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Two entries for the 1997 Darwin Awards

     In rural Carbon County, PA, a group of men were drinking beer and
discharging firearms from the rear deck of a home owned by Irving Michaels,
age 27.  The men were firing at a raccoon that was wandering by, but the
beer apparently impaired their aim and, despite the estimated 35 shots the
group fired, the animal escaped into a 3 foot diameter drainage pipe some
100 feet away from Mr. Michaels' deck.

Determined to terminate the animal, Mr. Michaels retrieved a can of gasoline
and poured some down the pipe, intending to smoke the animal out. After
several unsuccessful attempts to ignite the fuel,  Michaels emptied the
entire 5 gallon fuel can down the pipe and tried to ignite it again, to no
avail. Not one to admit defeat by wildlife, the determined Mr. Michaels
proceeded to slide feet-first approximately 15 feet down the sloping pipe to
toss the match.  The subsequent rapidly expanding fireball propelled Mr.
Michaels back the way he had come, though at a much higher rate of speed. He
exited the angled pipe "like a Polaris missile leaves a submarine,"
according to witness Joseph McFadden, 31.  Mr. Michaels was launched
directly over his own home, right over the heads of his astonished friends,
onto his front lawn.

In all, he traveled over 200 feet through the air.  "There was a Doppler
Effect to his scream as he flew over us," McFadden reported, "followed by a
loud thud." Amazingly, he suffered only minor injuries.  "It was actually
pretty cool,"  Michaels said, "Like when they shoot someone out of a cannon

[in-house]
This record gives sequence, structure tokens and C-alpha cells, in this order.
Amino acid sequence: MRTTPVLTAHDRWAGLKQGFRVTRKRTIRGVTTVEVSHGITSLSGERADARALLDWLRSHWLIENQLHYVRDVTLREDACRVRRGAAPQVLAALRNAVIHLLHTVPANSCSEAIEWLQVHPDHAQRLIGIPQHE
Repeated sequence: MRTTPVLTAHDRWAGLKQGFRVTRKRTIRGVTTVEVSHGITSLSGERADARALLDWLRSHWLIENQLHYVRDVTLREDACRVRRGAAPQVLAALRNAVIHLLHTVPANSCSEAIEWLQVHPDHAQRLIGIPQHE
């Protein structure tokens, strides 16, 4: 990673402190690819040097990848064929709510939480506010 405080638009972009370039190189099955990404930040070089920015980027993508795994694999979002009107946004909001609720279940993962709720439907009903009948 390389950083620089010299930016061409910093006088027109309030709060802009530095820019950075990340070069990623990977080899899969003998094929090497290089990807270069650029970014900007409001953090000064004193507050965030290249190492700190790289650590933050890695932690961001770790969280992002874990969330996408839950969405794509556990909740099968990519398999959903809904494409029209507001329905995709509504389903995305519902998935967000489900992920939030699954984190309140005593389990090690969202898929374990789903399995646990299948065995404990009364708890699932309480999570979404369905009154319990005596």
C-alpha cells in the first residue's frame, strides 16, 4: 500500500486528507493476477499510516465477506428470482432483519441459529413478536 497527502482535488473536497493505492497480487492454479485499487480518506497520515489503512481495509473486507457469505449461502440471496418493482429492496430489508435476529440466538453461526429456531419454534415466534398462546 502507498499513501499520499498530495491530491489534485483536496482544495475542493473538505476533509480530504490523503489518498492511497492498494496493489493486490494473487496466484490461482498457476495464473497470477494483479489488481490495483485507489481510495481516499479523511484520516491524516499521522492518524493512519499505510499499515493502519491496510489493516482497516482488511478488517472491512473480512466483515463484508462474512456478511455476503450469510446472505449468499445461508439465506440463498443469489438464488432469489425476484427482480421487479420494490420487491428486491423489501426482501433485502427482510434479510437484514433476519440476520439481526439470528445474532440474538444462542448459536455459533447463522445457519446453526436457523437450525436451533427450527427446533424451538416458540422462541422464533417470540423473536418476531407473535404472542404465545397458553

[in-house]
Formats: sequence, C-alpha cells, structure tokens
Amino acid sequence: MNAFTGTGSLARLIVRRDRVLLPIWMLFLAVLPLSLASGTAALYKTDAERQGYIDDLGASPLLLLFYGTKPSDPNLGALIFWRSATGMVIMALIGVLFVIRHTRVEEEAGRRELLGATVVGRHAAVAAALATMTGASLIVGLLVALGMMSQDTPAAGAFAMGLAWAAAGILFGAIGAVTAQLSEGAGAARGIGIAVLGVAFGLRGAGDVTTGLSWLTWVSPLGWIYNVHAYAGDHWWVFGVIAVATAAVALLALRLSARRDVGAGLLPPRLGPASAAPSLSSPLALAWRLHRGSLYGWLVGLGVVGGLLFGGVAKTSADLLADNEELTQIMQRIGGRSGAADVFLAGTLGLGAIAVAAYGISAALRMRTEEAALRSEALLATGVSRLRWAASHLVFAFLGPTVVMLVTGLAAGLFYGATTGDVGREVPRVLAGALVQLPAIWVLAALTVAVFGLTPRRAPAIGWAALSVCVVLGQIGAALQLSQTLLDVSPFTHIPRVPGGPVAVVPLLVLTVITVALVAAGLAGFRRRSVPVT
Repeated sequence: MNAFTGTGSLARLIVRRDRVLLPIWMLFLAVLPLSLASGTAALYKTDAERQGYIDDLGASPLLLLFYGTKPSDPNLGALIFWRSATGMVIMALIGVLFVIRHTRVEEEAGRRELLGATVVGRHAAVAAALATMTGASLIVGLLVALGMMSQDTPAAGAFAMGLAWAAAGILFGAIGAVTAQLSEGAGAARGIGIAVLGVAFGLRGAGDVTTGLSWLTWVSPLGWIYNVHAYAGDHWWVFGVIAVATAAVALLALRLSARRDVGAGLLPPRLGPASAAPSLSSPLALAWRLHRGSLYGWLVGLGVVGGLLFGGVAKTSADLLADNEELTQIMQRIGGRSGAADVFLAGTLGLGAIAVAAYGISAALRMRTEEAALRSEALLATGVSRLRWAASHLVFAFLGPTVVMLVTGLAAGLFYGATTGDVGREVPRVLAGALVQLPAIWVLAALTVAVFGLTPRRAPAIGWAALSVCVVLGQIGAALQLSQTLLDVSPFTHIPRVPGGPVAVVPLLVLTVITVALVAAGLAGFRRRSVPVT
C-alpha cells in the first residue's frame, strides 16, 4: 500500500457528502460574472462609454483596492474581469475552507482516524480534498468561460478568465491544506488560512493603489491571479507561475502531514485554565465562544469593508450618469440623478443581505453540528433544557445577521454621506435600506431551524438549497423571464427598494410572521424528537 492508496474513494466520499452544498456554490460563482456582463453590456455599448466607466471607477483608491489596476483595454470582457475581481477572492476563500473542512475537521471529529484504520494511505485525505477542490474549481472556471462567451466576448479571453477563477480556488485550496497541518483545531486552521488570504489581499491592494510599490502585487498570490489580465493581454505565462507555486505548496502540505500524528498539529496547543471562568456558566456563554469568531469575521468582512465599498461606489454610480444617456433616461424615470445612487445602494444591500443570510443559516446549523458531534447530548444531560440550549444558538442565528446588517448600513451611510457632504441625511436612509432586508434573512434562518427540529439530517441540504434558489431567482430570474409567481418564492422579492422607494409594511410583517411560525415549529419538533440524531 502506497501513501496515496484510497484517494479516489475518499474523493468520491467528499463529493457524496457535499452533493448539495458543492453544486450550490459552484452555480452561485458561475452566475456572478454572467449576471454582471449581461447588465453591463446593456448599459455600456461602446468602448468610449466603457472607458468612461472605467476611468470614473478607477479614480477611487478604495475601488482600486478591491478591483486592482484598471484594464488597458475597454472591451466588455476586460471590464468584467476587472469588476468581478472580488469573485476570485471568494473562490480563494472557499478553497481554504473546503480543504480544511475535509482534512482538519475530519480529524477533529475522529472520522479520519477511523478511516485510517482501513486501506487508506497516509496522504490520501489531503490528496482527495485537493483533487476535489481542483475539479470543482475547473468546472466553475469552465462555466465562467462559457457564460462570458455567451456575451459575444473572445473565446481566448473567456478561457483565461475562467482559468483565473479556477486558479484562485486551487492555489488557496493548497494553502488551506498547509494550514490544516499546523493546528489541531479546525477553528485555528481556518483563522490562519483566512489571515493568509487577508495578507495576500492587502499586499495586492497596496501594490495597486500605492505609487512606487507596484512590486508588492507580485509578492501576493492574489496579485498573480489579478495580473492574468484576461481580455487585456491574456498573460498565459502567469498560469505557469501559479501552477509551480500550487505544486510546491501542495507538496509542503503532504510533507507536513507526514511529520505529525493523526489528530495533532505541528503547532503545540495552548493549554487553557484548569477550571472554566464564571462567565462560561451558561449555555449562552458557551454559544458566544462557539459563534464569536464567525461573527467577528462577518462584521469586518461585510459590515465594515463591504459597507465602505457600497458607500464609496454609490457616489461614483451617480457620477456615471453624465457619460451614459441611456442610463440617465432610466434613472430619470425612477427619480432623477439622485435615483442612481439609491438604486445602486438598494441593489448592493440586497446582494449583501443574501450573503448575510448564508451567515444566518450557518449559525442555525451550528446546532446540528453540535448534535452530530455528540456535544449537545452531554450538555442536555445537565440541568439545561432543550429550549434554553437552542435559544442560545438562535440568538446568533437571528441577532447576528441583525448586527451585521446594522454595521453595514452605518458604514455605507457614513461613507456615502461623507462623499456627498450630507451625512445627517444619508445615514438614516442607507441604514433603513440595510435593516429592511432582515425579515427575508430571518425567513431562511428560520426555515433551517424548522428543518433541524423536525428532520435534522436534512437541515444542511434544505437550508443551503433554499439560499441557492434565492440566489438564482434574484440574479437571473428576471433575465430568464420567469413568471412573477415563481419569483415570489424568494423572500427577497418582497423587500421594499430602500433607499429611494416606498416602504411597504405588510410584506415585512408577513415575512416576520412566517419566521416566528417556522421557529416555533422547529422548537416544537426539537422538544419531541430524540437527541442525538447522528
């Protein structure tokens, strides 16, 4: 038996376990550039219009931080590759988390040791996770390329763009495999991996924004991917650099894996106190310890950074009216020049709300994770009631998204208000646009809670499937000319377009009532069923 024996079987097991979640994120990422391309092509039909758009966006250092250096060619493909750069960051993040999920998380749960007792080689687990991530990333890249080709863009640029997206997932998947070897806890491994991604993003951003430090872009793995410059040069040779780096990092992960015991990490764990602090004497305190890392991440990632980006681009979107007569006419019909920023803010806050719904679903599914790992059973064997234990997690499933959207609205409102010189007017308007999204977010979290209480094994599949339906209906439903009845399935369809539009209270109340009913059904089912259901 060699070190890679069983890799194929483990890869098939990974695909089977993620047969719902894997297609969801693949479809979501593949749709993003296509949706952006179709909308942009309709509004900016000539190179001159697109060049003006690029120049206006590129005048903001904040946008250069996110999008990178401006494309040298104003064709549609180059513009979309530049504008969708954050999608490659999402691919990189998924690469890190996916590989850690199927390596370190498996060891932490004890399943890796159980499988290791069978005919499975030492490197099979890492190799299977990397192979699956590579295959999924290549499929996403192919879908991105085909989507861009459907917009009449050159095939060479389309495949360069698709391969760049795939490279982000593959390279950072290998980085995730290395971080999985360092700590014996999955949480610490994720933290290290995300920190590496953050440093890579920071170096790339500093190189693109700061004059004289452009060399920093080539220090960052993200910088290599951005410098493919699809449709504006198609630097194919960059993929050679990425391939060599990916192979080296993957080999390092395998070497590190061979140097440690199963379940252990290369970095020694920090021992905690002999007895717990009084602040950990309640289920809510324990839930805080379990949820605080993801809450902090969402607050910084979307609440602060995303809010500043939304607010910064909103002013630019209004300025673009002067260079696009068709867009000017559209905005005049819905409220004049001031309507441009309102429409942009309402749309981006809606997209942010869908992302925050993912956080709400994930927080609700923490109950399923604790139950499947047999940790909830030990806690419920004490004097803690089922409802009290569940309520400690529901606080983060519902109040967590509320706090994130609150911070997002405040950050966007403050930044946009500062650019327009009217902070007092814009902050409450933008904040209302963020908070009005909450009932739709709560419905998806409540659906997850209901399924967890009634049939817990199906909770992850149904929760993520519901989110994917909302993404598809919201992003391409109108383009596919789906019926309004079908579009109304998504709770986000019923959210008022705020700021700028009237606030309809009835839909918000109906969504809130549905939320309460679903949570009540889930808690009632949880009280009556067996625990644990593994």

at the circus. I'd do it again if I was sure I wouldn't get hurt."

Earlier this year, the dazed crew of a Japanese trawler were plucked out of
the Sea of Japan clinging to the wreckage of their sunken ship. Their
rescue, however, was followed by immediate imprisonment once authorities
questioned the sailors on their ship's loss.  To a man they claimed that a
cow, falling out of a clear blue sky, had struck the trawler amidships,
shattering its hull and sinking the vessel within minutes.  They remained in
prison for several weeks, until the Russian Air Force reluctantly informed
Japanese authorities that the crew of one of its cargo planes had apparently
stolen a cow wandering at the edge of a Siberian airfield, forced the cow
into the plane's hold and hastily taken off for home. Unprepared for live
cargo, the Russian crew was ill-equipped to manage a now rampaging cow
within its hold.  To save the aircraft and themselves, they shoved the
animal out of the cargo hold as they crossed the Sea of Japan at an altitude
of 30,000 feet.

          "Moooooooo!"     (Thud.)       (Splash.)